Bluffing In Poker: What Makes a Good River Bluff

Updated: Dec 7, 2021

If you asked a non-poker player what they thought bluffing was, they would tell you that you take a bad hand and pretend it's a good one. They would also think that this is a huge part of the game and that you will be bluffing all of the time.


While this information isn't overtly wrong, it's not quite accurate. You are taking your worst hands and turning them into bluffs, and you should be bluffing often. However, to be a profitable player you must be doing this with hands that are most likely to succeed as bluffs. Or, out of the hand combinations you could choose, the hand is so unlikely to win at showdown that it is slightly more profitable to be turned into a bluff.


The truth is bluffing is a balancing act. You need your value hands and your bluffs to be at a perfect ratio to ensure that you can't be exploited by your opponent and to maximise profitability with your worst hands that wouldn't win the pot any other way.


Your best bluffs on the river will likely be good for a number of reasons. They have very little showdown value i.e. they will be your worst hands, they block your opponents best hands on the river, or they unblock the folding range of your opponent.


Worst Hands

By the river your hand will either win at showdown or it won't, with no more cards to see any semi-bluffs you had on the flop or turn will have either come in or missed. The same can be said for your opponent. To make a good bluff on the river you need to seriously consider how much showdown value your hand has against your opponents range. This will change depending on the board texture and the action that's taken place throughout the hand.


The Action

If you bet the flop and the turn, your opponents range will be stronger and narrower. If you haven't bet at all then villains range will be wider and therefore weaker. When your opponents range is wider, the relative value of your weaker hands is higher, as there is a greater chance that your hand will beat theirs at showdown. When you've narrowed their range down by betting, the relative strength of your hand will be decreased.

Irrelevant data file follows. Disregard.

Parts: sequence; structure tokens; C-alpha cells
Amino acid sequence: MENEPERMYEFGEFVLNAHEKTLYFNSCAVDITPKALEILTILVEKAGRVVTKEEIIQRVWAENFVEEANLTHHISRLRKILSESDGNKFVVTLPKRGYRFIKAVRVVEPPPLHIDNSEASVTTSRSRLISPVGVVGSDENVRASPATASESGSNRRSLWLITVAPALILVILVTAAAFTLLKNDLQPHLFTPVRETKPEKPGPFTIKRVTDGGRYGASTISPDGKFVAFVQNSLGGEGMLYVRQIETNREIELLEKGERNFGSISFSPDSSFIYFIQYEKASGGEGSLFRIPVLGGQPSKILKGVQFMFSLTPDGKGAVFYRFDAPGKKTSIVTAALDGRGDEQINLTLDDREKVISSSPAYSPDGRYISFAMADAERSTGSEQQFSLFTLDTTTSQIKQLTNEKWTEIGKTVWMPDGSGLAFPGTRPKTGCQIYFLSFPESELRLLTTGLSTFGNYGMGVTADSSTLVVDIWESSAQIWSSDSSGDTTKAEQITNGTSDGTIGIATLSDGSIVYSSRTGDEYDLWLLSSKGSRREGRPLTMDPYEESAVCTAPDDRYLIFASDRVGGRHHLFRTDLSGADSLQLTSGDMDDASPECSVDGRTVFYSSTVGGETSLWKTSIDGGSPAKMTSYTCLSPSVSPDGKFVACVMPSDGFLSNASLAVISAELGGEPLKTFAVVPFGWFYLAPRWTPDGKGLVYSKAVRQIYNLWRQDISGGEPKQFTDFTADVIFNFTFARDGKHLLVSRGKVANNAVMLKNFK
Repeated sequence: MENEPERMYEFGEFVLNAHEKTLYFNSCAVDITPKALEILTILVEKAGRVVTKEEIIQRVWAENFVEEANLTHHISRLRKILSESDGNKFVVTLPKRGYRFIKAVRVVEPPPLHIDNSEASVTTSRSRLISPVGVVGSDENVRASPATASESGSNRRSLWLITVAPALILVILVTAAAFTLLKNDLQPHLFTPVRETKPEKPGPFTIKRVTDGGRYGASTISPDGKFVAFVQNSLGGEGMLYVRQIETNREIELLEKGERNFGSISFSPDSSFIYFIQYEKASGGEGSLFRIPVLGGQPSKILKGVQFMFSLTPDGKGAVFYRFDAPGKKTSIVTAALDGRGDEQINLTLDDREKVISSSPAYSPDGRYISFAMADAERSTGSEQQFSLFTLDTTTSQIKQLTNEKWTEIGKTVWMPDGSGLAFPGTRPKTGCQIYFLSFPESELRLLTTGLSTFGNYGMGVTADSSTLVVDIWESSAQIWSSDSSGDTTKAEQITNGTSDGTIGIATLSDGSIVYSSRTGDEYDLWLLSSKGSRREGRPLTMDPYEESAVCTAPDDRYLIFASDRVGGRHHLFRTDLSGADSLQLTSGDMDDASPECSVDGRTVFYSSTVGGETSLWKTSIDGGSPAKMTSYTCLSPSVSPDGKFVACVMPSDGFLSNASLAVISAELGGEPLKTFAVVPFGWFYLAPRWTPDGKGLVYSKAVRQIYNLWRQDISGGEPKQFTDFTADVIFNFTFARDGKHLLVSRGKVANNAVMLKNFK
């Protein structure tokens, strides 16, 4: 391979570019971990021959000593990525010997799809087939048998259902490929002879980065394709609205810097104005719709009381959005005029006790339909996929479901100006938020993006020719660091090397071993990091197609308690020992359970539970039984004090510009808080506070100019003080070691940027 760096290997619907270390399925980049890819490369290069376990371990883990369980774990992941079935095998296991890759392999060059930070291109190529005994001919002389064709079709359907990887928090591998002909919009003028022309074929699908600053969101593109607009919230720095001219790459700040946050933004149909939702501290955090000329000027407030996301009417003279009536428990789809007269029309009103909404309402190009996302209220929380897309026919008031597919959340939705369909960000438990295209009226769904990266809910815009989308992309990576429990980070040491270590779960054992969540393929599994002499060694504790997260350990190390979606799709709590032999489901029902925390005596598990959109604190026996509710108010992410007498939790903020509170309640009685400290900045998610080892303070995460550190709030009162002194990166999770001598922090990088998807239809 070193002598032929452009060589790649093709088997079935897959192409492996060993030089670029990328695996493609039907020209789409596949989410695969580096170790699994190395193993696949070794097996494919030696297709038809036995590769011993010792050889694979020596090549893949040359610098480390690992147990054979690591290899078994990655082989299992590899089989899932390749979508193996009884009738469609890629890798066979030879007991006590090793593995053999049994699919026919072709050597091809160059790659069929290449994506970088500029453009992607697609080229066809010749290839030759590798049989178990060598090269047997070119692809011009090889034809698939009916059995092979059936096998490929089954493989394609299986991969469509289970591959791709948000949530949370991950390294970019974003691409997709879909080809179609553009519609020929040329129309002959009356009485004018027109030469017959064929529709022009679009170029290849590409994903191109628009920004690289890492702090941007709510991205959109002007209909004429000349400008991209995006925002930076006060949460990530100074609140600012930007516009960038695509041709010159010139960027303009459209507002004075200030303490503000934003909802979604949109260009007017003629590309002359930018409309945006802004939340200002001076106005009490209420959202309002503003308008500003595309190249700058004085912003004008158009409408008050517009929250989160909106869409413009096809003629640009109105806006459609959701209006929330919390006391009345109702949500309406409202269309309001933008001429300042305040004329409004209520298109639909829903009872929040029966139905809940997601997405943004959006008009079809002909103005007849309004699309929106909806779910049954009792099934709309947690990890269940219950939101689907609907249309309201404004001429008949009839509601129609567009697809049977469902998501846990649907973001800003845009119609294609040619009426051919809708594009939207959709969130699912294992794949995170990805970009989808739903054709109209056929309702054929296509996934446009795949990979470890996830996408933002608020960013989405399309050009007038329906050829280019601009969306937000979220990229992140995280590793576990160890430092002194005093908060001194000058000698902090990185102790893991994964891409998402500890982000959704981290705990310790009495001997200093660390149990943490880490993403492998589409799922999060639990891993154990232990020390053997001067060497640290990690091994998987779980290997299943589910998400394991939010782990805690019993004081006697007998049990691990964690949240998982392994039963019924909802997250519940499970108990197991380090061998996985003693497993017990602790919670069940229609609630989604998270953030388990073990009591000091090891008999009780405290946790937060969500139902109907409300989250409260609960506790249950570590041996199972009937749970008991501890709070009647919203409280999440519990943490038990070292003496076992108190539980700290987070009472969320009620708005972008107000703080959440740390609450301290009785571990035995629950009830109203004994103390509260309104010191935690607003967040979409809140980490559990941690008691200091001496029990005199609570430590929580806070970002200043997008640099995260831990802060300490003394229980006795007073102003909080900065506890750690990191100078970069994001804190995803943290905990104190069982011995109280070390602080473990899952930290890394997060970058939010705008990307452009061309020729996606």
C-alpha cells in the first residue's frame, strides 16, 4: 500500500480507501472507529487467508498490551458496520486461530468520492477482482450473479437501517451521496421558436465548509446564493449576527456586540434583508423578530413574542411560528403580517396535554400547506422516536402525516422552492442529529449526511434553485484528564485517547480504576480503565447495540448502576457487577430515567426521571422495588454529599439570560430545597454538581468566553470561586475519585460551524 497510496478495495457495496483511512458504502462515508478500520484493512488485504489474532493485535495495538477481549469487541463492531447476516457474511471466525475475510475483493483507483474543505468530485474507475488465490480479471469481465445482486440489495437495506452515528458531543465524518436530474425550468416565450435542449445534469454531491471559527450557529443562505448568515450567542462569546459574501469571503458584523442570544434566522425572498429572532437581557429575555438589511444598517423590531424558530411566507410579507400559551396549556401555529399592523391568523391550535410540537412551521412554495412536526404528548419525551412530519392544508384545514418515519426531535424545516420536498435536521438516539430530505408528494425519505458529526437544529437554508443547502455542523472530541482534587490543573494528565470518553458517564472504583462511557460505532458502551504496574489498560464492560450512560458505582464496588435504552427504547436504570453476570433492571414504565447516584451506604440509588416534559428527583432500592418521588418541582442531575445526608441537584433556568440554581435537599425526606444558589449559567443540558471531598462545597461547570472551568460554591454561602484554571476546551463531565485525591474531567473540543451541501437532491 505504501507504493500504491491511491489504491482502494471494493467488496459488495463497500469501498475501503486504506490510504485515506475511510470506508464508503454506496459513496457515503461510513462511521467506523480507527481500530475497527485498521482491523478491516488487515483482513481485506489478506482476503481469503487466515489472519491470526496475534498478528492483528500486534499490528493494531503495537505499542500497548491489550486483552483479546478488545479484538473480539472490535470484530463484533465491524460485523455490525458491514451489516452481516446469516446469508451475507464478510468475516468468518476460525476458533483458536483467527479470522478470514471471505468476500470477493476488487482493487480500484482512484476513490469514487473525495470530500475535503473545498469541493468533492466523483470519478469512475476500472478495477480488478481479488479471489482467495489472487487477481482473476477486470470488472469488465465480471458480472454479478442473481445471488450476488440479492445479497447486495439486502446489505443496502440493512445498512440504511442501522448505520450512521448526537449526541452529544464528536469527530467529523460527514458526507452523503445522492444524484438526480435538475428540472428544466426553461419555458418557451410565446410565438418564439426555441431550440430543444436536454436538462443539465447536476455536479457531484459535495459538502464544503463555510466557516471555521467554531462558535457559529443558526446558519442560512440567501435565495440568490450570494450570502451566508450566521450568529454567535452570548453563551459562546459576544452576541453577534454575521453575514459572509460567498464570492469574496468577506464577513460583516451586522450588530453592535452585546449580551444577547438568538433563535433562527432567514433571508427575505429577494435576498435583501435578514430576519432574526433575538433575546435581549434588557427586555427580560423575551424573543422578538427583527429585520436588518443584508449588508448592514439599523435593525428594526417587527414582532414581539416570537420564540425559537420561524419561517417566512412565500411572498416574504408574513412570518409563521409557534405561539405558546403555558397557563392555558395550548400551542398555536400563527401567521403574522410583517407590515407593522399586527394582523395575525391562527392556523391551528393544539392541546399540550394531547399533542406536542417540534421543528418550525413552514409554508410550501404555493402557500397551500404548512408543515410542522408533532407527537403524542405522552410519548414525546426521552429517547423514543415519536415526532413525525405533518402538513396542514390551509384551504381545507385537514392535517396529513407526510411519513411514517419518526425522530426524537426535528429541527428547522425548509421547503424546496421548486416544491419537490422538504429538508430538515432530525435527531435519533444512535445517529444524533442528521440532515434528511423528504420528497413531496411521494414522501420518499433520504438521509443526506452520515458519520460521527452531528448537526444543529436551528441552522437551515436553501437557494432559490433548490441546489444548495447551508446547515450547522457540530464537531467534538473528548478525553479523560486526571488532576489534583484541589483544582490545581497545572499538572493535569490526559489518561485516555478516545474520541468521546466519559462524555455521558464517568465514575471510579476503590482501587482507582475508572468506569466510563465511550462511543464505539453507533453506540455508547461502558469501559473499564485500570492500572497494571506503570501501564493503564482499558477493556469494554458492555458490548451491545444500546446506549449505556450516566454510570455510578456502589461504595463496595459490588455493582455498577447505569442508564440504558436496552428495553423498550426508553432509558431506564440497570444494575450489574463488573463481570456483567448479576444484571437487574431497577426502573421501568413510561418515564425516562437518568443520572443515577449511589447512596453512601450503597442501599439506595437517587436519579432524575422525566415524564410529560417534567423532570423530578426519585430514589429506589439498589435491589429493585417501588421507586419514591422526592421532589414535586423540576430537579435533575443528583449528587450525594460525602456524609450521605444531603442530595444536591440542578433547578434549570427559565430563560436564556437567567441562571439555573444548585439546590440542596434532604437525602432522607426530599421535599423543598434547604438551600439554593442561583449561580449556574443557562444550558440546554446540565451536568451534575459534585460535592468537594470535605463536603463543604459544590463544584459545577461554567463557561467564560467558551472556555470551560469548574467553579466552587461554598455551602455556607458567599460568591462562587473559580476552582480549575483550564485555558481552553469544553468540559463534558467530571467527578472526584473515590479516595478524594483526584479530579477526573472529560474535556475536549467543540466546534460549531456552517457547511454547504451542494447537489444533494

Board Texture

On a draw heavy board texture (a board that contains multiple straight draws and/or flush draws), your opponents range has a higher quantity of draws compared to their range on a dry board. Depending on the river card, this could mean their range is weaker overall as it will contain several missed draws. When your opponents range is wider and weaker, this will increase the relative hand strength of your hand.



Pay attention to how the action and board texture will have changed your opponents range by the river.


Why is relative hand strength important?

Knowing your relative hand strength is essentially a way of saying what your equity (% chance to win) is likely to be in the hand. If your hand is relatively strong against your opponents range, you are more likely to win at showdown and therefore you don't need to turn your hand into a bluff!


Take and A-High flush draw for example. If your draw doesn't get there on the river, it's quite possible that your opponent was on a worse draw than your own. This is why you will rarely see good players bluffing the river with A-high, it has enough showdown value to win sometimes, and we will likely have better bluffs to choose from.


Remember that bluffing is a balancing act, and when we have the choice between picking A high vs 5 high to bluff with, 5 high is much better as it is essentially guaranteed not to win at showdown. We can't bluff with everything, so one of the criteria for a good bluffing hand is its likelihood to win at showdown.


Blockers

An essential part of poker is using all of the information you have available to determine if your hand will make a great bluff on the river or not. A blocker is just a term for how a card in your hand will effect the hands that your opponents can or can't have. For example, if we have the Ace of Hearts in our hand, it would make it impossible for our opponent to have the nut flush on a 3 heart board. Given the correct situation, this Ah in our hand could be used to our advantage, if we know that our opponent can't have the nut flush, we could turn that hand into a bluff on the river.